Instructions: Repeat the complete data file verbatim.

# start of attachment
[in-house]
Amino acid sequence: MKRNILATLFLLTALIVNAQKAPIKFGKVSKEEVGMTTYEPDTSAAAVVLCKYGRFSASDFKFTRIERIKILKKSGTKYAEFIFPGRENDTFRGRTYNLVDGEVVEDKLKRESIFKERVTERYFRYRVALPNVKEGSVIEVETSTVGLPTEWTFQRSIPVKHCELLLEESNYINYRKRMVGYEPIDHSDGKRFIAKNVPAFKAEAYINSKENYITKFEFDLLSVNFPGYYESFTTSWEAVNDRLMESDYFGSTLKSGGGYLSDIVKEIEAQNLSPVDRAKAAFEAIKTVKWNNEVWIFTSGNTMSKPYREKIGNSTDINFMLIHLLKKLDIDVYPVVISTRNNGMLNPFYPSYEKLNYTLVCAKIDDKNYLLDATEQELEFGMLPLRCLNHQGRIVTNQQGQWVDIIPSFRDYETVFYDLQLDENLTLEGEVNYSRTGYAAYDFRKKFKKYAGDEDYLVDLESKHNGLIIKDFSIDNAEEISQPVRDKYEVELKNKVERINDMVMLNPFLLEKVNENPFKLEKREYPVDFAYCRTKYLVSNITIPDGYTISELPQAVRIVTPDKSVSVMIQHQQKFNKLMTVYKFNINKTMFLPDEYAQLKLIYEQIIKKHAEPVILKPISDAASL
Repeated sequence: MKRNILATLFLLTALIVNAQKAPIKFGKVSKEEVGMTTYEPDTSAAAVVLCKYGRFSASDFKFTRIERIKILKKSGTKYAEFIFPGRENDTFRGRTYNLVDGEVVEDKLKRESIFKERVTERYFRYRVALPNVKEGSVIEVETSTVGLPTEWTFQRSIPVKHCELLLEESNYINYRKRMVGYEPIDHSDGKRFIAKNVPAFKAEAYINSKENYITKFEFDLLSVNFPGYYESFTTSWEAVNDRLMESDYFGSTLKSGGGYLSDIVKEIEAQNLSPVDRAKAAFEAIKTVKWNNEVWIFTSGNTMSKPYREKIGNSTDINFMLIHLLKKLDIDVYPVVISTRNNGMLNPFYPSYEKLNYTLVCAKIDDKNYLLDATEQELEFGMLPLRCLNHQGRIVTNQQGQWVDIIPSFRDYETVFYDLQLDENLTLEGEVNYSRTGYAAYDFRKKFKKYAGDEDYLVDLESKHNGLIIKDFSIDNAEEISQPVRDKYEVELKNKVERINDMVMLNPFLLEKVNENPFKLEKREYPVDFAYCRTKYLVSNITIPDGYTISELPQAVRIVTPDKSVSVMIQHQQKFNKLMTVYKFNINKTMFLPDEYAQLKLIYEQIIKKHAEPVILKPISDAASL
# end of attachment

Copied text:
[in-house]
Amino acid sequence: MKRNILATLFLLTALIVNAQKAPIKFGKVSKEEVGMTTYEPDTSAAAVVLCKYGRFSASDFKFTRIERIKILKKSGTKYAEFIFPGRENDTFRGRTYNLVDGEVVEDKLKRESIFKERVTERYFRYRVALPNVKEGSVIEVETSTVGLPTEWTFQRSIPVKHCELLLEESNYINYRKRMVGYEPIDHSDGKRFIAKNVPAFKAEAYINSKENYITKFEFDLLSVNFPGYYESFTTSWEAVNDRLMESDYFGSTLKSGGGYLSDIVKEIEAQNLSPVDRAKAAFEAIKTVKWNNEVWIFTSGNTMSKPYREKIGNSTDINFMLIHLLKKLDIDVYPVVISTRNNGMLNPFYPSYEKLNYTLVCAKIDDKNYLLDATEQELEFGMLPLRCLNHQGRIVTNQQGQWVDIIPSFRDYETVFYDLQLDENLTLEGEVNYSRTGYAAYDFRKKFKKYAGDEDYLVDLESKHNGLIIKDFSIDNAEEISQPVRDKYEVELKNKVERINDMVMLNPFLLEKVNENPFKLEKREYPVDFAYCRTKYLVSNITIPDGYTISELPQAVRIVTPDKSVSVMIQHQQKFNKLMTVYKFNINKTMFLPDEYAQLKLIYEQIIKKHAEPVILKPISDAASL
Repeated sequence: MKRNILATLFLLTALIVNAQKAPIKFGKVSKEEVGMTTYEPDTSAAAVVLCKYGRFSASDFKFTRIERIKILKKSGTKYAEFIFPGRENDTFRGRTYNLVDGEVVEDKLKRESIFKERVTERYFRYRVALPNVKEGSVIEVETSTVGLPTEWTFQRSIPVKHCELLLEESNYINYRKRMVGYEPIDHSDGKRFIAKNVPAFKAEAYINSKENYITKFEFDLLSVNFPGYYESFTTSWEAVNDRLMESDYFGSTLKSGGGYLSDIVKEIEAQNLSPVDRAKAAFEAIKTVKWNNEVWIFTSGNTMSKPYREKIGNSTDINFMLIHLLKKLDIDVYPVVISTRNNGMLNPFYPSYEKLNYTLVCAKIDDKNYLLDATEQELEFGMLPLRCLNHQGRIVTNQQGQWVDIIPSFRDYETVFYDLQLDENLTLEGEVNYSRTGYAAYDFRKKFKKYAGDEDYLVDLESKHNGLIIKDFSIDNAEEISQPVRDKYEVELKNKVERINDMVMLNPFLLEKVNENPFKLEKREYPVDFAYCRTKYLVSNITIPDGYTISELPQAVRIVTPDKSVSVMIQHQQKFNKLMTVYKFNINKTMFLPDEYAQLKLIYEQIIKKHAEPVILKPISDAASL